Develop Based On Skill Set And Potential

Having done the groundwork of assessing your current talent, the ultimate goal is to get the right people with the right skills, knowledge, and attributes into the right jobs at the right time. Therefore, an effective development process is still necessary to ensure equality of opportunity both for people within and outside of your current talent pool.

While some employees may require additional training and development, others might benefit from cross-departmental exposure and assignments. Work with the prospect to determine the appropriate course of action. The end result of taking the time to do this is that people will be promoted into high-level positions based on merit and whether or not they’re ready rather than the length of employment or current job role.

Instead of focusing on only high-performers, look, too, for those employees who exhibit high potential. High-performers are easy to spot, but those with high potential can often be more nuanced, though equally as important to find. Employees with high potential have an aptitude for their innate abilities and possess a future capacity to make a major impact.

Look for less obvious traits that demonstrate competency for future roles like change management or learning capabilities. Maybe they are low performers today, but with the right training and resources, will they be tomorrow’s capable leader? It can be difficult to assess what makes an effective manager, so build out a profile of what a good leader does and must understand and look for employees who fit the bill. If they have high potential, the performance will come with the right succession plan in place.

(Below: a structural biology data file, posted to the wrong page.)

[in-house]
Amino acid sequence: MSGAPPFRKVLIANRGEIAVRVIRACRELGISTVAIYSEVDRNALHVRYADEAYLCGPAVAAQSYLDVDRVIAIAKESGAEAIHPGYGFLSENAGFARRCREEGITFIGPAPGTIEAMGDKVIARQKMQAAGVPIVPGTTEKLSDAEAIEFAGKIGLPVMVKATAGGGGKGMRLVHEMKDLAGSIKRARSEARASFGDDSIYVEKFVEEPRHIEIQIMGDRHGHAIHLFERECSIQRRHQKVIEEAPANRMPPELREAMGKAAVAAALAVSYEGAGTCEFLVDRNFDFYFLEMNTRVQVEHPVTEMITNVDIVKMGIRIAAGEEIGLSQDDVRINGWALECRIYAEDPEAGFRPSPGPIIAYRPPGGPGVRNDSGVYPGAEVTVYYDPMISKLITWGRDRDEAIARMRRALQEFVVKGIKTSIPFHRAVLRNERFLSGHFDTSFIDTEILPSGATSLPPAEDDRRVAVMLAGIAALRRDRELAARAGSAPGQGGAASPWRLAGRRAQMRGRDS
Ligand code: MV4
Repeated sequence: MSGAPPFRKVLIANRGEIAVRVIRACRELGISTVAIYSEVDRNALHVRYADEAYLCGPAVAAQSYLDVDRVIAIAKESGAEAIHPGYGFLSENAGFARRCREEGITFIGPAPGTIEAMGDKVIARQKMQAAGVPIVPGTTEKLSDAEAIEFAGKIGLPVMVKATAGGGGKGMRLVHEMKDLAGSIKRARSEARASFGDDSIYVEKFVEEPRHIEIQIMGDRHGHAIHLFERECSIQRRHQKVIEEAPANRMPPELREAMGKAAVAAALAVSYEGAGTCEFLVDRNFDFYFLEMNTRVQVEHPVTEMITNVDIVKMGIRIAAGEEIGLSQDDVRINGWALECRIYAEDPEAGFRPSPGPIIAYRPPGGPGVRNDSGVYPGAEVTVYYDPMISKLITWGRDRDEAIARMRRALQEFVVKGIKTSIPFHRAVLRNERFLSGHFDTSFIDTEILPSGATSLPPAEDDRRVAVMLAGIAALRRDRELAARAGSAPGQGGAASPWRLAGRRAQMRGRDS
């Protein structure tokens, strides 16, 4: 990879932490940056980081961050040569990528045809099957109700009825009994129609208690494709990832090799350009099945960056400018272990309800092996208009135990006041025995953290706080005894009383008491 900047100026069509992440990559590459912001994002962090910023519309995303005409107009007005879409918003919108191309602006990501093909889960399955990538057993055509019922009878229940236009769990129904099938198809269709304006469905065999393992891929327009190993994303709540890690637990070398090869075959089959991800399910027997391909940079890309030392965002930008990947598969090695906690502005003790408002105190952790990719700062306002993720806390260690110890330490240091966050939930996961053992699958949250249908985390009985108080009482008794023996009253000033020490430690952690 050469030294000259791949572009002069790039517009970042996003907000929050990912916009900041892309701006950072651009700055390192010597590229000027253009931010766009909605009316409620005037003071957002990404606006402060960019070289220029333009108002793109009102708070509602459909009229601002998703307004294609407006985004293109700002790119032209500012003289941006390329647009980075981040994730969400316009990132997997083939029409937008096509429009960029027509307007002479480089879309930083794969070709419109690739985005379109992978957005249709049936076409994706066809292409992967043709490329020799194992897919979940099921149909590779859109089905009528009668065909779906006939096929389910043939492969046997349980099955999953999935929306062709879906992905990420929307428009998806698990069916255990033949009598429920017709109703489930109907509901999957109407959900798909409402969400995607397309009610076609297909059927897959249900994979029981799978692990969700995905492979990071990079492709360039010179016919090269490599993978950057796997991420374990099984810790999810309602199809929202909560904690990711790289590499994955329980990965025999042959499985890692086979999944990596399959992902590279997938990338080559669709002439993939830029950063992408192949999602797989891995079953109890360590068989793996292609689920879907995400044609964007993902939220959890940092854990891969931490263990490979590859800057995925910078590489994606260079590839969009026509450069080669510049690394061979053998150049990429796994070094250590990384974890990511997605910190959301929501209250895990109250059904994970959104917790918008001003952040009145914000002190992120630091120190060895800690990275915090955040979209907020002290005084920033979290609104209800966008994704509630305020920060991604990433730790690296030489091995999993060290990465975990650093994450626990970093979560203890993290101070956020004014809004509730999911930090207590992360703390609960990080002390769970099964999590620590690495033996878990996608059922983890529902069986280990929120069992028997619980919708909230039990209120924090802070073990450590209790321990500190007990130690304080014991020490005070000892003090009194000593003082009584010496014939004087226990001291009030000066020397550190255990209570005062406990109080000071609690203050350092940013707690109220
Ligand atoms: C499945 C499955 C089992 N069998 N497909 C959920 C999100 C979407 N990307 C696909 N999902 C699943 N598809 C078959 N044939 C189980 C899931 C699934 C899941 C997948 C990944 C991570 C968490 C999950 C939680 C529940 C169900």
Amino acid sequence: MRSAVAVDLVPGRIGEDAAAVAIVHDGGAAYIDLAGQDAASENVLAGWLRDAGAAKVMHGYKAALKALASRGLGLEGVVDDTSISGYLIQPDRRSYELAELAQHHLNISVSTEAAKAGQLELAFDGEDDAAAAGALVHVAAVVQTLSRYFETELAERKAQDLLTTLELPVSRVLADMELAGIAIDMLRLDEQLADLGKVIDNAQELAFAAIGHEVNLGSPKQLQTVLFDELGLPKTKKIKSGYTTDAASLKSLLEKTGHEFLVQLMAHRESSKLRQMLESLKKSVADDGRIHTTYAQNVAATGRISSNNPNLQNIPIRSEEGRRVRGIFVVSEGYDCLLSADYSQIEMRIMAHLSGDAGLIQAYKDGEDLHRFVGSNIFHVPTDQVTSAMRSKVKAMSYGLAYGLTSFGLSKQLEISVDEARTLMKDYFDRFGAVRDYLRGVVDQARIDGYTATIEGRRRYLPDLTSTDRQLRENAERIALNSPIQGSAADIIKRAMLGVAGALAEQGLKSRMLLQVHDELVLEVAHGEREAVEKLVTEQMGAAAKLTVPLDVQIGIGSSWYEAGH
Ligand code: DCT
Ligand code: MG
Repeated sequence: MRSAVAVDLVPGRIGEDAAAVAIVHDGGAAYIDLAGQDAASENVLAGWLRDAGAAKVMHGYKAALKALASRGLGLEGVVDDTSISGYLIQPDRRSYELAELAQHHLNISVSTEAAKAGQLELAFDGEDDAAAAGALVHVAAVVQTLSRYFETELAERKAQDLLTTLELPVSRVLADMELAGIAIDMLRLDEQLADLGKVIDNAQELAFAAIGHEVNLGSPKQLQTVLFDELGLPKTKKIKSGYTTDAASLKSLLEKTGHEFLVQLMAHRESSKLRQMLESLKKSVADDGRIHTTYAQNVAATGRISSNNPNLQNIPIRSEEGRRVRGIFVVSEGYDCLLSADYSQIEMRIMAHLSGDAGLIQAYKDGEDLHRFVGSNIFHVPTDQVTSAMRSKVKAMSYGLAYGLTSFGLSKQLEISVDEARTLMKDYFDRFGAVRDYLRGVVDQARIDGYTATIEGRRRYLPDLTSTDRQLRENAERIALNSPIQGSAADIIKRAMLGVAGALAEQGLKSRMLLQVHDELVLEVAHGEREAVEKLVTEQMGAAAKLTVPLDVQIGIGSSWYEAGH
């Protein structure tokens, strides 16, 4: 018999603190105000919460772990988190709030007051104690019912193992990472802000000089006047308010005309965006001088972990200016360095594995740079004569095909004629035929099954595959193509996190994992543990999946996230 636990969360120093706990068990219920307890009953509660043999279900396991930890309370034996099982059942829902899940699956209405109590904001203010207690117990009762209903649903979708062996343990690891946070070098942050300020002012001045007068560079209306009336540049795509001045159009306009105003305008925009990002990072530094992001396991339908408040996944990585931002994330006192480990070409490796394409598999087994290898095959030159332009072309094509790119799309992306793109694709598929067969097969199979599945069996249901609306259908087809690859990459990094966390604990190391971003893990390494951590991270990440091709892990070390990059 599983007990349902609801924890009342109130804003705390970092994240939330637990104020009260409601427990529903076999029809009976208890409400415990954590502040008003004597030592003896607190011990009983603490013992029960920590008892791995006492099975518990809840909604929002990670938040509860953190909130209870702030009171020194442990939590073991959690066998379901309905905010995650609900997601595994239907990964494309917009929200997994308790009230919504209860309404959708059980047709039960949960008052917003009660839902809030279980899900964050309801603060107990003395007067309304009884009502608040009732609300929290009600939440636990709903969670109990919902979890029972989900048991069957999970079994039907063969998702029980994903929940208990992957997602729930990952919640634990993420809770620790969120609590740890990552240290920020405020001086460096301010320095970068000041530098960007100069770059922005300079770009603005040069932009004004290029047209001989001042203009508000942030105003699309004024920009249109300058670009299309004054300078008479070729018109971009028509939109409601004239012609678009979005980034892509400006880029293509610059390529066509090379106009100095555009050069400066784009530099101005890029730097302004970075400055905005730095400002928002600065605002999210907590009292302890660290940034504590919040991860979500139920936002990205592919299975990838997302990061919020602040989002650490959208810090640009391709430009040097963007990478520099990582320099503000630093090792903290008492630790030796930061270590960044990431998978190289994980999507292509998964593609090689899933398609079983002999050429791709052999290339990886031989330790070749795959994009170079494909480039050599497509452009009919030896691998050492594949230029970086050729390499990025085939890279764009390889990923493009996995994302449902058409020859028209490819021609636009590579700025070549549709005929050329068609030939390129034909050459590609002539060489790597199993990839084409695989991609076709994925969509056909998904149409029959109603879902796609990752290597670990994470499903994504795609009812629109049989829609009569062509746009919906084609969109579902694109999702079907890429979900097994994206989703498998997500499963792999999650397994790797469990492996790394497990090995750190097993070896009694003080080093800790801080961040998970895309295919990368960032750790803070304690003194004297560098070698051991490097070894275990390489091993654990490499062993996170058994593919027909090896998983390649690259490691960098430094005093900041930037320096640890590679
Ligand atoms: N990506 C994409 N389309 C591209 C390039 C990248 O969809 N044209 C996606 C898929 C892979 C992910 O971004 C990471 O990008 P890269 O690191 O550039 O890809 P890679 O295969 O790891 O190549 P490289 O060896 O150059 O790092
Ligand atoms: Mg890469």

Implement Your Company’s Vision

This sort of insight indicates growth aspirations, who your target markets are and the types of services you’ll offer. All of which are critical as you think about how to develop (and deploy) your employees over the next few years.

Including potential successors in strategy conversations will help them acquire planning and leadership skills, as well as a broad vision of the organization and its objectives. The vision and mission clearly indicate the direction your company is heading. If you stress the importance of these items with potential leaders early on, it is likely they will adapt to the leadership role quickly.

Involve Your Entire Organization In The Succession Plan

Considering 80% of CEO appointees have never served in a chief executive role before, your organization probably has executive-level talent ready to be developed. Who better to mentor these prospects than the leaders currently filling these executive roles? Involving managers and leaders at all levels throughout the company is also an advantage because these individuals often know where the hidden talent lies within the organization.

Company culture can help set the tone for a succession plan. When culture and succession work together, high-potential employees will already have an understanding of their influence as they prepare to fill key positions. The flow between top and bottom fosters an environment that prepares employees to grow into positions of leadership and bring the existing culture with them along the way.

Like any form of planning, the succession type isn’t all about predicting the future or even being prepared for it. Instead, it is about creating a future that the organization wants and needs. The steps above are meant to be an outline for your organization to put your succession planning efforts into action. Sign up here for a demo.